Hi, guys. Welcome to analyze phase root cause analysis. Affinity diagrams. I'm Catherine McKeever. And today you're going to get an awareness of affinity diagrams as a root cause analysis tool. This is the last of the three root cause analysis tools we will be looking at in this course.
So we have already reviewed the five wise
and the issue kala or the fish bone diagram. Now we're going to be looking at affinity diagrams.
So what you have in front of you is a completed affinity diagram. In order to come to complete an infinity diagram, you're going to want to bring your project group together with your sneeze on your subject matter experts and do a free form unstructured brainstorming
about what's causing this problem.
And when I say freeform, unstructured brainstorming, the way that I usually facilitate This is by having the group in front of us and giving them all a pad of sticky notes of post it notes and a pen and just say what's causing this problem?
Write down every single idea you have on a single posted new
and said it to the site and just keep writing until you think that you have no more ideas left so very, very freeform. We try not to have too much interaction with each other during these sessions because it does lead to group think. And then,
once you have done your brain storming,
the affinity part of this is going through all of those post it notes or those suggestions and grouping them in like groupings. So, for example, um, what's causing the problem we're going to look at on the left? The customer doesn't like the colors.
So what could cause that? Okay, well, the website designer is color blind. We've done no market research. We don't have a marketing department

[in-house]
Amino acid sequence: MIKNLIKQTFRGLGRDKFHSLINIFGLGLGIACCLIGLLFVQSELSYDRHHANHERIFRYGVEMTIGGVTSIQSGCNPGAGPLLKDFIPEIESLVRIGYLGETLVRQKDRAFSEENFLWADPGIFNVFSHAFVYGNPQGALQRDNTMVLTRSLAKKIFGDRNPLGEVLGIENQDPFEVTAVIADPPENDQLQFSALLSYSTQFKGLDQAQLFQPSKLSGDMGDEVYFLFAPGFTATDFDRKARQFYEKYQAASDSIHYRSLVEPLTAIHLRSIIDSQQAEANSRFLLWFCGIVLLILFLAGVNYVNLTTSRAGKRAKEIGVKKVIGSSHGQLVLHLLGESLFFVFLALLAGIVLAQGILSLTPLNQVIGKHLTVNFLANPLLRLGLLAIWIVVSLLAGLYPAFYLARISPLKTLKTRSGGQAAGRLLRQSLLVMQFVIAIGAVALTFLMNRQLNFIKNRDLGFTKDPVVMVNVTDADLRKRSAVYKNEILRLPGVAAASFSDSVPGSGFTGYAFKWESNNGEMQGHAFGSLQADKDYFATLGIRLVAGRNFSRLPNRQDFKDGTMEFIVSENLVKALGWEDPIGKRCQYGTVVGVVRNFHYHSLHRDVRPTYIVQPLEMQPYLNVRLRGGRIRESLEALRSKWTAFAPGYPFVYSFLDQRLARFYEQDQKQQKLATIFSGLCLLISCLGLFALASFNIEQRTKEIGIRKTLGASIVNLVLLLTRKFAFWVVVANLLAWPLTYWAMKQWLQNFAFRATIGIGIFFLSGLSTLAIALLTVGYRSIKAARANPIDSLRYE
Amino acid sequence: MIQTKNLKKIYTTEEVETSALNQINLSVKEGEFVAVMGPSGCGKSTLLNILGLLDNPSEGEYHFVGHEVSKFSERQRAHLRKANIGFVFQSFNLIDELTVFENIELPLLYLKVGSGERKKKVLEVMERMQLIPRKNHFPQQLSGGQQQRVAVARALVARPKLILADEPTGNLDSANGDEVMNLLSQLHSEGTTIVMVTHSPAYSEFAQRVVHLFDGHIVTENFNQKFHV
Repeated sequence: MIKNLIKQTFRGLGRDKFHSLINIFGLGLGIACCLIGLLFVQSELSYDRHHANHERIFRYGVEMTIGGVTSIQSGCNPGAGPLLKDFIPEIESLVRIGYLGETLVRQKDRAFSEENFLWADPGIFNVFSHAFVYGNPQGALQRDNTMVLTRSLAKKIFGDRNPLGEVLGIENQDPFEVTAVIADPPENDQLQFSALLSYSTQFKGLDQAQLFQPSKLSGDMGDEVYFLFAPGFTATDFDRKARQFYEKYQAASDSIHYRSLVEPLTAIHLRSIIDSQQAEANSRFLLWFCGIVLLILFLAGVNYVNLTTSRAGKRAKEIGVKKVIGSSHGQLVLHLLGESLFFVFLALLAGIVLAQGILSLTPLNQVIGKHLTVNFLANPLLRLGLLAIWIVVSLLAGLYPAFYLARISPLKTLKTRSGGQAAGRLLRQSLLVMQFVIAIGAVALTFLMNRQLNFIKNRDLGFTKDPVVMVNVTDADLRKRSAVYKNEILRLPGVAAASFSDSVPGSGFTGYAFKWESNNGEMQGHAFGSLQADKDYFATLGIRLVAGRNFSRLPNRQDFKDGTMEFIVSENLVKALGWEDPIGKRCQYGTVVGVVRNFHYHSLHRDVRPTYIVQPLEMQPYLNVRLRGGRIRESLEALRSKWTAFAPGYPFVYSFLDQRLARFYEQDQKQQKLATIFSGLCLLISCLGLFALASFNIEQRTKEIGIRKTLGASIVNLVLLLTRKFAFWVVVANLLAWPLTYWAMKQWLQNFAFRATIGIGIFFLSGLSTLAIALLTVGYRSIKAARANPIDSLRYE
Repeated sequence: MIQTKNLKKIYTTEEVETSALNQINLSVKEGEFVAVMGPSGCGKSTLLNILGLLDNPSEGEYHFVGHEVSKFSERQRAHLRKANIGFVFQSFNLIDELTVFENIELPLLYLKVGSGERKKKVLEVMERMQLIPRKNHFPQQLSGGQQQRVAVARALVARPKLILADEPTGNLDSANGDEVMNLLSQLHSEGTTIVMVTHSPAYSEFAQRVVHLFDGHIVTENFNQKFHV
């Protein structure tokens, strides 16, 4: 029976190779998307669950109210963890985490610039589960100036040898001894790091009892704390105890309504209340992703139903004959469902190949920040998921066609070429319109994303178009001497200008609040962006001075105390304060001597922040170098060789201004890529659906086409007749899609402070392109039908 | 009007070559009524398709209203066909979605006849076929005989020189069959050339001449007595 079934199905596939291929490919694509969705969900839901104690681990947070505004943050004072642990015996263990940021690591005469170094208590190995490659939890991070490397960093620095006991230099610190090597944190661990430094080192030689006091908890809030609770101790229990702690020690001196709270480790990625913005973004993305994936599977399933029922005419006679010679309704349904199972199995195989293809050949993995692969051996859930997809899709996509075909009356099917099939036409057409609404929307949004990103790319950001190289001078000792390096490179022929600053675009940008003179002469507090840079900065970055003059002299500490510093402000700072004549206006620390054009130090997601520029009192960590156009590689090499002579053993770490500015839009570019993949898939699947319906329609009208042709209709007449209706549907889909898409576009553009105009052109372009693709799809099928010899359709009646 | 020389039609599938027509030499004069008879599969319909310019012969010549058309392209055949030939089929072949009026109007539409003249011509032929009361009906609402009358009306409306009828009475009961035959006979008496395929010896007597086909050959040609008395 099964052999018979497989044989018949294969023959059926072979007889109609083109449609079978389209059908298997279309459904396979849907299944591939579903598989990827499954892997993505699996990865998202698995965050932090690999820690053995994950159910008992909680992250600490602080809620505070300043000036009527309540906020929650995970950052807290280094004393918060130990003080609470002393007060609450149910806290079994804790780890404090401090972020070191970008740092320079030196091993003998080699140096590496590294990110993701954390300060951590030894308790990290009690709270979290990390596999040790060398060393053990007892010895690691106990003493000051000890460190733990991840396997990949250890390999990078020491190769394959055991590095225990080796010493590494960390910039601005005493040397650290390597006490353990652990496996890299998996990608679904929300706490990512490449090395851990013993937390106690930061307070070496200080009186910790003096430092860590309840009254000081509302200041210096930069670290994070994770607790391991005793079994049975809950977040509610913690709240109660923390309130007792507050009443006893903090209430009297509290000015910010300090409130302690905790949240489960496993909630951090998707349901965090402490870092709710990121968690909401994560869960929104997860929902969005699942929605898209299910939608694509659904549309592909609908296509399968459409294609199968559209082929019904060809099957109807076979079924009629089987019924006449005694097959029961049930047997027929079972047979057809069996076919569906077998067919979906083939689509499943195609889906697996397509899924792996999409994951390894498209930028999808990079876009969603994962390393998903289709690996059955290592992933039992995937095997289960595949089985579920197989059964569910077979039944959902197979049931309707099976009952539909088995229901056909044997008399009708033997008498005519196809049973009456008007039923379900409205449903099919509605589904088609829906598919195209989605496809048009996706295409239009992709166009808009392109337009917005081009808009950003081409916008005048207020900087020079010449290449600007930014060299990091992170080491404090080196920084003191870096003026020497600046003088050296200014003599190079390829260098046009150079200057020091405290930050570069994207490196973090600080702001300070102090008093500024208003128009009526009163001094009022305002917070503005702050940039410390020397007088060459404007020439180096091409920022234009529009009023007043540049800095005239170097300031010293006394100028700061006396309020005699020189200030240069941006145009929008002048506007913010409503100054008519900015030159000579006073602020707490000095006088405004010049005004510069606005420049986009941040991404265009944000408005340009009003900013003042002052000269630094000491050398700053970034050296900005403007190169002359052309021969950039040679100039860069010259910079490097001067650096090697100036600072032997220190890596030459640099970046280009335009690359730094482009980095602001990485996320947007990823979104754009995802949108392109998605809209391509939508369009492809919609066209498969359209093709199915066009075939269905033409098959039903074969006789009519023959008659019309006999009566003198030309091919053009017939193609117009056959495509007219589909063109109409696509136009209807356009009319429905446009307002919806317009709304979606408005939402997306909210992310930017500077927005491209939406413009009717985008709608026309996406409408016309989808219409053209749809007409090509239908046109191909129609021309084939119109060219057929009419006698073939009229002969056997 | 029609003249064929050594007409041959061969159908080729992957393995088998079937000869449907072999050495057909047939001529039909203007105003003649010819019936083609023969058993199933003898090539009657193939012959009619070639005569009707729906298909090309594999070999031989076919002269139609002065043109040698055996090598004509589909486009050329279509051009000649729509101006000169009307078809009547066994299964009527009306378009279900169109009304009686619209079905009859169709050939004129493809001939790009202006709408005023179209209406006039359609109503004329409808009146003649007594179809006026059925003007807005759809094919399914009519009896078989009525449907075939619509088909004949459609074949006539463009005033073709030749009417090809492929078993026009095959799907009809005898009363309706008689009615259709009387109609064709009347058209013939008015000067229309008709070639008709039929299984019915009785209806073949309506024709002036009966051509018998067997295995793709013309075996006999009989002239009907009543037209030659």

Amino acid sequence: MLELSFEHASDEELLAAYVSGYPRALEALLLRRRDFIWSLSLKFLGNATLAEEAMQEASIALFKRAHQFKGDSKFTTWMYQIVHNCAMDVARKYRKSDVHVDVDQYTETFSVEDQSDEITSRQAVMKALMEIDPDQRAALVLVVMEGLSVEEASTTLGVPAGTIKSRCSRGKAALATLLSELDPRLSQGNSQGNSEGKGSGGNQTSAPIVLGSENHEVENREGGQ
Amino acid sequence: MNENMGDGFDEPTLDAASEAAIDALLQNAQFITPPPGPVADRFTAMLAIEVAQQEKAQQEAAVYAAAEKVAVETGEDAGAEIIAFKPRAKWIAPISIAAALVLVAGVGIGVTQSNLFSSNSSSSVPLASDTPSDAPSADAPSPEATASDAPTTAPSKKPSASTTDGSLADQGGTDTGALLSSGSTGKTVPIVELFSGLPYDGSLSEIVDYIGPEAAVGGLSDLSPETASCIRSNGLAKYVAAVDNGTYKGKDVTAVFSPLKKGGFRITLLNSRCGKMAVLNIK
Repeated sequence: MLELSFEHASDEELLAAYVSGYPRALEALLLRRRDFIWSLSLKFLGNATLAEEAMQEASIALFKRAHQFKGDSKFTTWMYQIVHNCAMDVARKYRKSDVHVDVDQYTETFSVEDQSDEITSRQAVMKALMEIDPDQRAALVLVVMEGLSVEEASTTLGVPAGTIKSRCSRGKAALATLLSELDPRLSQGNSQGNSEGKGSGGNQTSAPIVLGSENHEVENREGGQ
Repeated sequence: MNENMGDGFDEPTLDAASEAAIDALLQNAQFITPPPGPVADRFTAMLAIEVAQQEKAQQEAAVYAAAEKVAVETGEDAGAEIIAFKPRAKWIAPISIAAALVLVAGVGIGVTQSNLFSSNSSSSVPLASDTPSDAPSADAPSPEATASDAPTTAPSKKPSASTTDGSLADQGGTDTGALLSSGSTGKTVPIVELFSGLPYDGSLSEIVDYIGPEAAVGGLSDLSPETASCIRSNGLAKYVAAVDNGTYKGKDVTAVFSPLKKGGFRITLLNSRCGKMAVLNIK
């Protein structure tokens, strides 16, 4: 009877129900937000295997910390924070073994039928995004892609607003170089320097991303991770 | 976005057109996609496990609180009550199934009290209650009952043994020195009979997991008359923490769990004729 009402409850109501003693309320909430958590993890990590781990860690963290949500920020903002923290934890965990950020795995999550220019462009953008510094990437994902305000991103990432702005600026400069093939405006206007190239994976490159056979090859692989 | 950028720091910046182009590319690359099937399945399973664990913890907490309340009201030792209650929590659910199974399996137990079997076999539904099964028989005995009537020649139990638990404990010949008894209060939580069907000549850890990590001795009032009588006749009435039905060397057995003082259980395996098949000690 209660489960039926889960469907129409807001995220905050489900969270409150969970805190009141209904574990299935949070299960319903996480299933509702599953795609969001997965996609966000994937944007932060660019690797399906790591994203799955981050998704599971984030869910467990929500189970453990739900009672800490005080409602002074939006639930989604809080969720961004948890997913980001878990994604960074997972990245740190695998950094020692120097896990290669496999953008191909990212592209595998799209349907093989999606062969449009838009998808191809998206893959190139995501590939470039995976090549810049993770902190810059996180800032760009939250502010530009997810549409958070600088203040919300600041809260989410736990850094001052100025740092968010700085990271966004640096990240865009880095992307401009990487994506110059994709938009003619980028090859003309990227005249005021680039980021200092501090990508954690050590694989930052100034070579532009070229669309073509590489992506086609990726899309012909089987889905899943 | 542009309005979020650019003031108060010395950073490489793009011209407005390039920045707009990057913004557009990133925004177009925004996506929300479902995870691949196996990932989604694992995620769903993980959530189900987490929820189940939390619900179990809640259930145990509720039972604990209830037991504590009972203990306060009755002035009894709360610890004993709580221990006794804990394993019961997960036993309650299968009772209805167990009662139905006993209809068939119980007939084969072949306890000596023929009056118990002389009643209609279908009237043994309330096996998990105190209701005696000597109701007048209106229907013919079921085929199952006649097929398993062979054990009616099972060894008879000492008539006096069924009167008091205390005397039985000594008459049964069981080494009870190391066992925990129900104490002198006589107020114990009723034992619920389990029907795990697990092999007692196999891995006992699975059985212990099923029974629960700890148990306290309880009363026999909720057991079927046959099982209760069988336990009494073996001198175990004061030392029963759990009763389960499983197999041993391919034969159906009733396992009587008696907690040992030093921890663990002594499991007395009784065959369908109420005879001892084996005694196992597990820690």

lumping them together to create the branches of this. What looks like a mind map diagram.
So it is. It is free form. You're going to want to make sure that you write down everything that may be a factor and then organize it into major themes or ideas if there are in castle relationships. So if you have the
we don't like the colors because the website designer is color blind, you're going to want to link them together to create those branches,
much like with the other two. How we determine magnitude is driven by the number of different ideas that we have related to it. So remember, with the fish bone diagram we looked at. How many different the common things did we say under one of the branches of the fish bone diagram.
That's how we know the magnitude of the problem.
If we looked at our five wise, we're going to look at How deep can we go before we before we get to the bottom of our Why chain for an affinity diagram? It's going to be how many ideas are pulled together relating to those similar themes for our ideas of magnitude. And remember
when we talk about magnitude were talking about how big of an independent variable is this and how many different flavors that you can see when you do your root cause analysis.
So with that, affinity, diagrams are the least used of the root cause analysis tools, and it's because they're the most unstructured. So you see them more frequently, actually, in designed for six Sigma, which is when you are designing processes that are
six sigma from the outset. So right now we're working in a domestic project mindset which is based off of
the process, is already existing, and we're improving on them. Designed for Six Sigma, which is a black belt tool, is creating new processes. All of that being said, affinity diagrams tended to show up most there because you were brainstorming what ifs and magnitudes off as compared to looking at an existing process.
I particularly like affinity diagrams because I think that they allow for more creativity when you're looking at root causes. Because if you're just popping off everything that you think could be causing this, you may get some more of the out of the box ideas. However, much like with the fish bone diagram,
you don't necessarily get a deep dive into your underlying root causes. So that's where the strength and the five wise comes in.
Another thing I'm affinity diagrams that causes them to receive more criticism is that the magnitude can be swayed by the forefront of people's minds. So this is going to wrap us up for the root cause analysis tools that we're going to go over in this
course. Our next module is hypothesis development, so I will see you there